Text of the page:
Dr. Sparkle’s epic, Sisyphean journey through the entire library of the Nintendo Famicom/NES, Chrontendo is back! This episode has the subtitle, “The games will get worse until morale improves,” and is it ever fitting. Here it is, more about it beneath:
This episode presents ten games from June of 1990, well into the glut of NES games when many companies with no business being in the games business dipped in their toes, much as they did at the end of the Atari 2600’s reign. Even though Nintendo was supposedly guiding the library with their benevolent white-gloved hand, those of us who were alive then and lived through it know better.
- Bandit Kings of Ancient China (a.k.a.. Suikoden): Dr. S has some fun with the opening of this one, where he confuses it with a different, much later, much prettier game called Suikoden. This one is another of Koei’s many historical sim strategy games, ports of computer games. These games aren’t actually bad, but they are definitely an acquired taste, and they’ll destroy you if you aren’t prepared. I wonder how these games look internally? There doesn’t exactly seem to be a huge Koei historical strategy sim romhacking scene. Internally I imagine them being a giant maze of 8-bit math routines and text tables. If NES-era JRPGs are anything to go by, lots of menu-based games like this are riddled with subtle bugs. Someone should look into that. Someone other than me.
- Kickle Cubicle: Also not that bad a game, a fairly charming port of an arcade puzzle game. Someone should have told Irem that no one was making good NES games around this time, because this is a highlight of the episode. Sadly it’s not to Dr. Sparkle’s tastes, but he admits it’s not really that bad. (Apparently he got beat up by Koke the Eyepatch-Wearing Chicken.)
- Moero!! Judo Warriors: A judo sim from Jaleco’s “Moero” series (which doesn’t contain Moero Twinbee as one might think or hope). Many of the Moero sports games got localized to the US under different names (the baseball one became Bases Loaded). It’s largely a redo of an earlier Jaleco judo simulation.
- Jeopardy! 25th Anniversary Edition: Agh, another of the avalanche of Rare-developed game show adaptions from the NES era. At least Jeopardy still exists today so you roughly know what’s going on, as opposed to the hates of Double Dare or Remote Control. No great shakes, no, but at least look at the spinning words “Anniversary Edition” on the title screen. Rare would often put that bit of unnecessary polish into their work. Despite their efforts though, this is not a game that plays well with a gamepad.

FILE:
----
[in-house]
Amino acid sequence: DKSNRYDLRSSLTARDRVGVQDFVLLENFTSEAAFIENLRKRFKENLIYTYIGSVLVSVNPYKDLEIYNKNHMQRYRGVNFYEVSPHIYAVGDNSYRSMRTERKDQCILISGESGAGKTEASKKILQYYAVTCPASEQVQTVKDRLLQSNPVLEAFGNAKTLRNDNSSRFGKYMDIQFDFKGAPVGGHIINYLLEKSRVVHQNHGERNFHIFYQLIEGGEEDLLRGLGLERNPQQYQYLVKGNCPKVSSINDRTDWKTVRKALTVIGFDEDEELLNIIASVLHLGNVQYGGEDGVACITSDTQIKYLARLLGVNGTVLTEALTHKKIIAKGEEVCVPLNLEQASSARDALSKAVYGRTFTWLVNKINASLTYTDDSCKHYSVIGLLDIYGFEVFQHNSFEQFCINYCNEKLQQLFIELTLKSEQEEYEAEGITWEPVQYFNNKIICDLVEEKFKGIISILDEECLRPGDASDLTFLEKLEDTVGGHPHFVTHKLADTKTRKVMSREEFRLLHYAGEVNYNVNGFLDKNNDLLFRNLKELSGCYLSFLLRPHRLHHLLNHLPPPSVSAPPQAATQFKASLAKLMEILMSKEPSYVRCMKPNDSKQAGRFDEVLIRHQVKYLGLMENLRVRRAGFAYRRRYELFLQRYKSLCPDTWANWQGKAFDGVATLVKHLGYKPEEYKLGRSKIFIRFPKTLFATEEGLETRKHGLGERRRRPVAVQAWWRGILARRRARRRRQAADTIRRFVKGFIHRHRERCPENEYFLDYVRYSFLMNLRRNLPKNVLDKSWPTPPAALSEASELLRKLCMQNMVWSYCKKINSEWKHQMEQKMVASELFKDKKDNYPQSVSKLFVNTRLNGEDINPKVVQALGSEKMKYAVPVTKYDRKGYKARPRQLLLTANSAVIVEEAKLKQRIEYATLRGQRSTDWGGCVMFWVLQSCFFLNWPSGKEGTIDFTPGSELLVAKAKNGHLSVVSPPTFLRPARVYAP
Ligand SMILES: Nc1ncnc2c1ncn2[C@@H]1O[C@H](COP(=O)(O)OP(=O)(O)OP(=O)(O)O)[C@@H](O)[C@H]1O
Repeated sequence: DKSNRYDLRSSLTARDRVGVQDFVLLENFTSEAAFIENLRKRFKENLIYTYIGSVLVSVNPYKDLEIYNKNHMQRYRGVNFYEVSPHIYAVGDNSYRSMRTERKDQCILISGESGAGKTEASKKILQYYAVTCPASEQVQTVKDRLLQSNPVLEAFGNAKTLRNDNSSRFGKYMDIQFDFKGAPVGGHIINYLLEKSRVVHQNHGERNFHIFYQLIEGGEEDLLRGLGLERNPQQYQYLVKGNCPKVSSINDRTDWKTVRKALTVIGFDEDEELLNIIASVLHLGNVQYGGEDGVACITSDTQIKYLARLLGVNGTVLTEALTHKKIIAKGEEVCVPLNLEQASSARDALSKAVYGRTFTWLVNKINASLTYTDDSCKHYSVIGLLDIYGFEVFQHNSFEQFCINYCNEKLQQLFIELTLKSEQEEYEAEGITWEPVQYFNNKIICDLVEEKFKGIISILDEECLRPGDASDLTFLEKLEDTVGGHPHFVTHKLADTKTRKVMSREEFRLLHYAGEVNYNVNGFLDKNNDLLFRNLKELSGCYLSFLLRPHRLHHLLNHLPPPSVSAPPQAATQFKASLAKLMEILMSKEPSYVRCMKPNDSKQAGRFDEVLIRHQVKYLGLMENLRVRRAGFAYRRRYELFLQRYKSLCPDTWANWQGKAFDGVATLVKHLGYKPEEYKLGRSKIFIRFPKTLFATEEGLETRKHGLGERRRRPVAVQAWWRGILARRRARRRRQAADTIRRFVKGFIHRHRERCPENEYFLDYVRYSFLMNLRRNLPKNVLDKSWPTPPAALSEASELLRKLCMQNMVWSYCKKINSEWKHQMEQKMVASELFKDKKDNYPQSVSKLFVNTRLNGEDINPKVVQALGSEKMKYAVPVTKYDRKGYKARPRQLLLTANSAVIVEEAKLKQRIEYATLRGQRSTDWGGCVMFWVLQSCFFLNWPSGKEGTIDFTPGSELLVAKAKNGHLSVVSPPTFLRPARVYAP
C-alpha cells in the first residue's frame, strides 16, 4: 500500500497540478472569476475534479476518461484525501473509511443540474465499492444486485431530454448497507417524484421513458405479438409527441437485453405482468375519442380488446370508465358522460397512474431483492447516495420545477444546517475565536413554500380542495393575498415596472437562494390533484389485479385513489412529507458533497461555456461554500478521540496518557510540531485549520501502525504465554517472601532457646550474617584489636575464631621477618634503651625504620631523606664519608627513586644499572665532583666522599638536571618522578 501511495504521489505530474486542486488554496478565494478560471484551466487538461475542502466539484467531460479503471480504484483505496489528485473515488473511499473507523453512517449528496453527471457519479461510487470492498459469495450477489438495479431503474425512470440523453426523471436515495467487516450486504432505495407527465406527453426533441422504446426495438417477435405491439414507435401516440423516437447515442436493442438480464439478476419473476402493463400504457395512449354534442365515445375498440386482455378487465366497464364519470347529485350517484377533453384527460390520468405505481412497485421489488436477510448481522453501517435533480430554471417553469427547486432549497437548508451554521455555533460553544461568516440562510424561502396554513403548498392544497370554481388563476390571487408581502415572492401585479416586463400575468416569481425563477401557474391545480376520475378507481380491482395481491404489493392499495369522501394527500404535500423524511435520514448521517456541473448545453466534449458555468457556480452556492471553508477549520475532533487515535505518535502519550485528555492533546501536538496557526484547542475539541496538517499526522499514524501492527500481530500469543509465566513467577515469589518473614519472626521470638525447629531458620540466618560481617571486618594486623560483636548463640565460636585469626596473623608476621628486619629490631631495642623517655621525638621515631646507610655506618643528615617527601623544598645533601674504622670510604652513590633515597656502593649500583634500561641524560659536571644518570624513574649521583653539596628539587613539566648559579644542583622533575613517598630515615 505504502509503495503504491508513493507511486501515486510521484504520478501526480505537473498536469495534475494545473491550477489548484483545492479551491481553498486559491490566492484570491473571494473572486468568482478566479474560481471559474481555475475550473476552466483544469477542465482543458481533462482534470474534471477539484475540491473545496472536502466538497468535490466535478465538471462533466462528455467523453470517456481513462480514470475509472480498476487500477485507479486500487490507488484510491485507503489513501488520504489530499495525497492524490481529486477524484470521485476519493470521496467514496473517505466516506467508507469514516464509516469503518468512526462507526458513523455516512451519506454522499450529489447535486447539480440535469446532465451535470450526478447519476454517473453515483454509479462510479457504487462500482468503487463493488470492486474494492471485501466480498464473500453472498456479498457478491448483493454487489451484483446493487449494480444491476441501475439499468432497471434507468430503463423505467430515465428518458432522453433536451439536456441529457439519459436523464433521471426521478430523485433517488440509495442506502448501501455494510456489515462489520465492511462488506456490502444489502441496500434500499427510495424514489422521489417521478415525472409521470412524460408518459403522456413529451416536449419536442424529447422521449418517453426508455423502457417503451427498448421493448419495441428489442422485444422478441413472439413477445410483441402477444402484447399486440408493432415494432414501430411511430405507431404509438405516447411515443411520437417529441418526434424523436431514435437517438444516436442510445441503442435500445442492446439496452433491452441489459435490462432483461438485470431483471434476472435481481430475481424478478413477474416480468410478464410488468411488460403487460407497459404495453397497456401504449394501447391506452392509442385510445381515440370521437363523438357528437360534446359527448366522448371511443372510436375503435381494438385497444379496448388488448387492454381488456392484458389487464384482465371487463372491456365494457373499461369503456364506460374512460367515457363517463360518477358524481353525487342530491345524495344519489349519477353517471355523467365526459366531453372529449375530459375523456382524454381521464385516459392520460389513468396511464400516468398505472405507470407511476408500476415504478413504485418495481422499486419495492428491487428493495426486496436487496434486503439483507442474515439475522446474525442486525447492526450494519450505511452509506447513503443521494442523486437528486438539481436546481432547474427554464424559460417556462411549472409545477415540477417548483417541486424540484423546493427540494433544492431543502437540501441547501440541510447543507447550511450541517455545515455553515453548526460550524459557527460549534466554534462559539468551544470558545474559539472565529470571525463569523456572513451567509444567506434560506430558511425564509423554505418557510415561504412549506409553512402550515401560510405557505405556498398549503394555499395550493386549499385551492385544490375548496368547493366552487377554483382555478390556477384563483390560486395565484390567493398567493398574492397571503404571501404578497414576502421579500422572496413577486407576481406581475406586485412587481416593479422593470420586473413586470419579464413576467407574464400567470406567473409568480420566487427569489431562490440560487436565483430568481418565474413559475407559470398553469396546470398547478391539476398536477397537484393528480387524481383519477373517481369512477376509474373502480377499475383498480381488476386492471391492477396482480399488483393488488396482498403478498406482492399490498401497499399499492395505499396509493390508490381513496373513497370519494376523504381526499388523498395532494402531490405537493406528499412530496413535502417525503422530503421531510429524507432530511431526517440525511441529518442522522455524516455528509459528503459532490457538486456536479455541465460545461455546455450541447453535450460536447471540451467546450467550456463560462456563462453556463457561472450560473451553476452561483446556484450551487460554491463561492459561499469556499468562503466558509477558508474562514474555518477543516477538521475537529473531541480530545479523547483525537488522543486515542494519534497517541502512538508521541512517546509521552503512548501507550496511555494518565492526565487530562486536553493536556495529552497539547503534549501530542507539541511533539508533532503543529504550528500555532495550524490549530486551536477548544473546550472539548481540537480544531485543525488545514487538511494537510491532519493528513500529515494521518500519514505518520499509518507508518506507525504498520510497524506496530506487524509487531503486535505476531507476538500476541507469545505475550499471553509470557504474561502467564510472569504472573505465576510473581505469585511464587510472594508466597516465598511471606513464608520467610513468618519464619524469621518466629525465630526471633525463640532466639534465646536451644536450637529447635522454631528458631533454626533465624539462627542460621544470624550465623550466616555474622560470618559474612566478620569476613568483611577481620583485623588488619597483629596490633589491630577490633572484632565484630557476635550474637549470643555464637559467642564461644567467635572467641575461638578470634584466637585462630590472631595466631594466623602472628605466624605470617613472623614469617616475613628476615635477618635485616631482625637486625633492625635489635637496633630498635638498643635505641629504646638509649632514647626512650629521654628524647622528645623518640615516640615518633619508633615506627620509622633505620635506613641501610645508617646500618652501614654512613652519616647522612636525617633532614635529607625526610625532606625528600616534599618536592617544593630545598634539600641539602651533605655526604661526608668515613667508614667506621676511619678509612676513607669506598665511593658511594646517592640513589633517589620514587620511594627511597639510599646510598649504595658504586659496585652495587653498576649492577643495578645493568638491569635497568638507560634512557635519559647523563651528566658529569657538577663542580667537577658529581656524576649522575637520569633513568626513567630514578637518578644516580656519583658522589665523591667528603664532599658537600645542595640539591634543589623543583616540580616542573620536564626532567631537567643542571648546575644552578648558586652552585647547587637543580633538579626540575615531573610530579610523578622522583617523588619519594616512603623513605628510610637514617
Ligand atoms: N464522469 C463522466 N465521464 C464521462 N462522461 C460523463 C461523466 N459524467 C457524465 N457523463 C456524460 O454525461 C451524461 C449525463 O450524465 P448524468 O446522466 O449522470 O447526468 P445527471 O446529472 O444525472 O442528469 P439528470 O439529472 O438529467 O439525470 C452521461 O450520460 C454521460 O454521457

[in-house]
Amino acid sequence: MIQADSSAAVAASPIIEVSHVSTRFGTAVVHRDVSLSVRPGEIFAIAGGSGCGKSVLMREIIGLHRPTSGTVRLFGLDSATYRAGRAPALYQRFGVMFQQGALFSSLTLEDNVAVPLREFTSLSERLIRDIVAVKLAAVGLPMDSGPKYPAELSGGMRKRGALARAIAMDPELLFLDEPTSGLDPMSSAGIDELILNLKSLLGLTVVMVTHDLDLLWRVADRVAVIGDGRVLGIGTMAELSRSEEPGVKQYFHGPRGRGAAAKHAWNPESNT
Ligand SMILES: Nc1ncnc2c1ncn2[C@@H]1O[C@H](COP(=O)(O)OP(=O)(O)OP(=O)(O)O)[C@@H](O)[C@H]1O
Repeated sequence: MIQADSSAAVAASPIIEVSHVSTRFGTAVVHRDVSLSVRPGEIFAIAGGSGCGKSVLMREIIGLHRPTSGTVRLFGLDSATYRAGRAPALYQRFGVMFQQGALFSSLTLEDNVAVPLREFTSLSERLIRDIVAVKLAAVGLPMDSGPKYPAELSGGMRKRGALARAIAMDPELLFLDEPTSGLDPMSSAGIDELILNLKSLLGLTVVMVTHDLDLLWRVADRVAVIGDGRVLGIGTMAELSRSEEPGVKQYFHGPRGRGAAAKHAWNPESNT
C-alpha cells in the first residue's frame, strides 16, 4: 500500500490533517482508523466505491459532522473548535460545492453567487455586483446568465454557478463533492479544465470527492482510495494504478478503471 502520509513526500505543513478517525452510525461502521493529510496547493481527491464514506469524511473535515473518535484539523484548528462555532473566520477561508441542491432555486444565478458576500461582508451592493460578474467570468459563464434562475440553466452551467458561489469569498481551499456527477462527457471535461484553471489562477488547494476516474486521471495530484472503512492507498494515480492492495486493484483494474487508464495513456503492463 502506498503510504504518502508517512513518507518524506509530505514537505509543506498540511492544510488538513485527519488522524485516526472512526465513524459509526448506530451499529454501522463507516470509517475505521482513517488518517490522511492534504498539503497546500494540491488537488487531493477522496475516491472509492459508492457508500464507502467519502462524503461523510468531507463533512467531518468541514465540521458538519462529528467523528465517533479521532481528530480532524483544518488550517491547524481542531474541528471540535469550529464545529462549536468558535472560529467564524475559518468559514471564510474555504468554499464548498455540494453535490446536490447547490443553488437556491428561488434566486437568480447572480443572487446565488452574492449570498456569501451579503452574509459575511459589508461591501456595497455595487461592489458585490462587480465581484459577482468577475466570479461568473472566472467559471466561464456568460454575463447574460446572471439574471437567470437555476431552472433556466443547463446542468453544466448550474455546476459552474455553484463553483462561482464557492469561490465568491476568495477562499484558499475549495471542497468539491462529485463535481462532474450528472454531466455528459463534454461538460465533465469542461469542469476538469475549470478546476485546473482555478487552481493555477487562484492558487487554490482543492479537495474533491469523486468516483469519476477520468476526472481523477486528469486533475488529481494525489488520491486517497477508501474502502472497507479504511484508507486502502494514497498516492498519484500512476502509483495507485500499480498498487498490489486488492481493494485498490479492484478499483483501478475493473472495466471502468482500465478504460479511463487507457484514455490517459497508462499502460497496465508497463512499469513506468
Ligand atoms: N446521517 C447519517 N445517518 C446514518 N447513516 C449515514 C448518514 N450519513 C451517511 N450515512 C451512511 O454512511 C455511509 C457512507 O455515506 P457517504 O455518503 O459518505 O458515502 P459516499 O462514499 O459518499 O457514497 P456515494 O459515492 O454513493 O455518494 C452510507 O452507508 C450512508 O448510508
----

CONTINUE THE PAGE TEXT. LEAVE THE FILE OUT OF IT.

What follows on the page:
- Heavy Shreddin’: A snowboarding game from Imagineering, it’s pretty basic.
- Cabal: an adaption of an arcade game, programmed by Rare. (But remember, there is no cabal!) You might call it an Operation Wolf-like, but with destructible terrain. On the NES it’s not a lightgun game, even though it looks like it wishes it were one.
- Silk Worm: Another arcade port, on the NES is lacklustre side-scrolling shooter where you can play as a helicopter or a jeep. Keep in mind, as you watch the footage of this, that Super Mario Bros. 3 came out the year before in Japan.
- Arkista’s Ring: the cover seems to promise at last the Zelda where you play as Zelda, but no, it’s not an exploration game at all. Not really bad, but not a system highlight. As Dr. Sparkle says, the game pulls a Ghosts ‘n Goblins on you, making you compete all the levels four times at higher difficulties. Hm.
- Rad Racer II: Pretty much a track update of the original Nasir-developed Rad Racer, and Square’s last non-RPG game for a long time, as well as their last Famicom game. Rad Racer was a modest hit when Nintendo published it for the NES, so Square probably sought to capitalize on that with this US-only release.
- Rocket Ranger: A port of the Cinemaware computer game. Cinemaware’s gimmick was making games that mimicked the experience of movies, and this one’s no different. In actual play it’s just a minigame collection within a simple strategy framework.
And as an extra, Dr. Sparkle presents his 1990 arcade round-up. Games covered are Sega’s Alien Storm, Moonwalker, GP Rider and Columns, Atari’s Batman, Race Drivin’ and Pit Fighter, Capcom’s Mercs, 1941 Counter Attack and Super Buster Bros., Konami’s Aliens and Parodius Da!, Namco’s Final Lap 2, Irem’s Air Duel, Williams’ Smash T.V., SNK’s Beast Busters, and-oh wow!-Seibu Kaihatsu’s Raiden!
Chrontendo 68 (Youtube, one hour 28 minutes)